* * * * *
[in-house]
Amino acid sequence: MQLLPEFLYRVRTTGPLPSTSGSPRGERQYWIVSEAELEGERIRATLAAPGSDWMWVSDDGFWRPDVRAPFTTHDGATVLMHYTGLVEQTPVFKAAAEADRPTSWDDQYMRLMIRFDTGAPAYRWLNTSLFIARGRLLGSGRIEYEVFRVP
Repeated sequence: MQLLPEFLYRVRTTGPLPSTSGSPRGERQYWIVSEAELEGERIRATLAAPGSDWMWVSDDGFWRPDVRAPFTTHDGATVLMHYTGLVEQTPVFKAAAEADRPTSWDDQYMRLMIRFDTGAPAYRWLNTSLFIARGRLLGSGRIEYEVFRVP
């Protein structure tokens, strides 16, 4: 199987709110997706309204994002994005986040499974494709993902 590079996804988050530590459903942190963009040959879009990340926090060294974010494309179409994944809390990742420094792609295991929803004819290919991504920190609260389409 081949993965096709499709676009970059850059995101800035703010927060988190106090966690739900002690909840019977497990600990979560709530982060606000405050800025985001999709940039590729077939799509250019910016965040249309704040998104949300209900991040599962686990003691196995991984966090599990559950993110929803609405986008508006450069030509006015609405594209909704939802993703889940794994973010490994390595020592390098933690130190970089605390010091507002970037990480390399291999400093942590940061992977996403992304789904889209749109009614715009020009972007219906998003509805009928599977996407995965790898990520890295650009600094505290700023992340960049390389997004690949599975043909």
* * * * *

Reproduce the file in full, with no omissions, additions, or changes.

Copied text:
[in-house]
Amino acid sequence: MQLLPEFLYRVRTTGPLPSTSGSPRGERQYWIVSEAELEGERIRATLAAPGSDWMWVSDDGFWRPDVRAPFTTHDGATVLMHYTGLVEQTPVFKAAAEADRPTSWDDQYMRLMIRFDTGAPAYRWLNTSLFIARGRLLGSGRIEYEVFRVP
Repeated sequence: MQLLPEFLYRVRTTGPLPSTSGSPRGERQYWIVSEAELEGERIRATLAAPGSDWMWVSDDGFWRPDVRAPFTTHDGATVLMHYTGLVEQTPVFKAAAEADRPTSWDDQYMRLMIRFDTGAPAYRWLNTSLFIARGRLLGSGRIEYEVFRVP
């Protein structure tokens, strides 16, 4: 199987709110997706309204994002994005986040499974494709993902 590079996804988050530590459903942190963009040959879009990340926090060294974010494309179409994944809390990742420094792609295991929803004819290919991504920190609260389409 081949993965096709499709676009970059850059995101800035703010927060988190106090966690739900002690909840019977497990600990979560709530982060606000405050800025985001999709940039590729077939799509250019910016965040249309704040998104949300209900991040599962686990003691196995991984966090599990559950993110929803609405986008508006450069030509006015609405594209909704939802993703889940794994973010490994390595020592390098933690130190970089605390010091507002970037990480390399291999400093942590940061992977996403992304789904889209749109009614715009020009972007219906998003509805009928599977996407995965790898990520890295650009600094505290700023992340960049390389997004690949599975043909």